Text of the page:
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Vowel Length From Latin to Romance

By Michele Loporcaro

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Letter Writing and Language Change

Edited By Anita Auer, Daniel Schreier, and Richard J. Watts

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Academic Paper


Title: Language distance and non-native syntactic processing: Evidence from event-related potentials
Author: Adam Zawiszewski
Institution: University of the Basque Country
Author: Eva Gutierrez
Institution: University of California, Davis
Author: Beatriz Fernández
Institution: University of the Basque Country
Author: Itziar Laka
Email: click here TO access email
Institution: University of the Basque Country
Linguistic Field: Applied Linguistics; Language Acquisition; Psycholinguistics
Subject Language: Basque
Spanish
Abstract: In this study, we explore native and non-native syntactic processing, paying special attention to the language distance factor. To this end, we compared how native speakers of Basque and highly proficient non-native speakers of Basque who are native speakers of Spanish process certain core aspects of Basque syntax. Our results suggest that differences in native versus non-native language processing strongly correlate with language distance: native/non-native processing differences obtain if a syntactic parameter of the non-native grammar diverges from the native grammar. Otherwise, non-native processing will approximate native processing as levels of proficiency increase. We focus on three syntactic parameters: (i) the head parameter, (ii) argument alignment (ergative/accusative), and (iii) verb agreement. The first two diverge in Basque and Spanish, but the third is the same in both languages. Our results reveal that native and non-native processing differs for the diverging syntactic parameters, but not for the convergent one. These findings indicate that language distance has a significant impact in non-native language processing.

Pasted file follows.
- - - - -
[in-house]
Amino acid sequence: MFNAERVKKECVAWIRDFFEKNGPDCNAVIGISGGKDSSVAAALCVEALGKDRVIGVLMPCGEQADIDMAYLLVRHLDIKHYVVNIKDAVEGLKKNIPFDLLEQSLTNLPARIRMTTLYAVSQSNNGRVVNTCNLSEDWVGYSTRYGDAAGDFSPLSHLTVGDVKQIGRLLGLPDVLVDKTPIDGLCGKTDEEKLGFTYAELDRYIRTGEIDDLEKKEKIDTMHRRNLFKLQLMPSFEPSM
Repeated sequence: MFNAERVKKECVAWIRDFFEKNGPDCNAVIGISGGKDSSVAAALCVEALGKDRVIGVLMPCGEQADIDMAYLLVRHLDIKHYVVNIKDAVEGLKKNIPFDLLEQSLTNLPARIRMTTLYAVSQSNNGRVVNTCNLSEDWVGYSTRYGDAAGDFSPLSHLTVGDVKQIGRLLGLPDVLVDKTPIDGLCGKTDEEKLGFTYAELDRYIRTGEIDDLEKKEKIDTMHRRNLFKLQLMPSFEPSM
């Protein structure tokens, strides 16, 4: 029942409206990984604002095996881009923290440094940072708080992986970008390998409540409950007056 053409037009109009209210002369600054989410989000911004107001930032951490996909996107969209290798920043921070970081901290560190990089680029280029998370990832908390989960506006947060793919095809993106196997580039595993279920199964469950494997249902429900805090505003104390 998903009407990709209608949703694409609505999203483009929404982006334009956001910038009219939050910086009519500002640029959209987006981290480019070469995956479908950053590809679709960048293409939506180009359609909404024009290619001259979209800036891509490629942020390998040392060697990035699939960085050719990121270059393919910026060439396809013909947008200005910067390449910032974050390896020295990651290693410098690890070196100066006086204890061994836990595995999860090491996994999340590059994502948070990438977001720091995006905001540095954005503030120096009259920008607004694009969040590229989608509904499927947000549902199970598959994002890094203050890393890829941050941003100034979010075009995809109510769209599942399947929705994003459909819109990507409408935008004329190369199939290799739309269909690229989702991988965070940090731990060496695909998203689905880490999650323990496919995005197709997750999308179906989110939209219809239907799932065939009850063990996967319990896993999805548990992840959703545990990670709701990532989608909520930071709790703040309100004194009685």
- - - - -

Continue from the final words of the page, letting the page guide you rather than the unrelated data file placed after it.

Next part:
CUP AT LINGUIST

This article appears IN Bilingualism: Language and Cognition Vol. 14, Issue 3, which you can READ on Cambridge's site or on LINGUIST .



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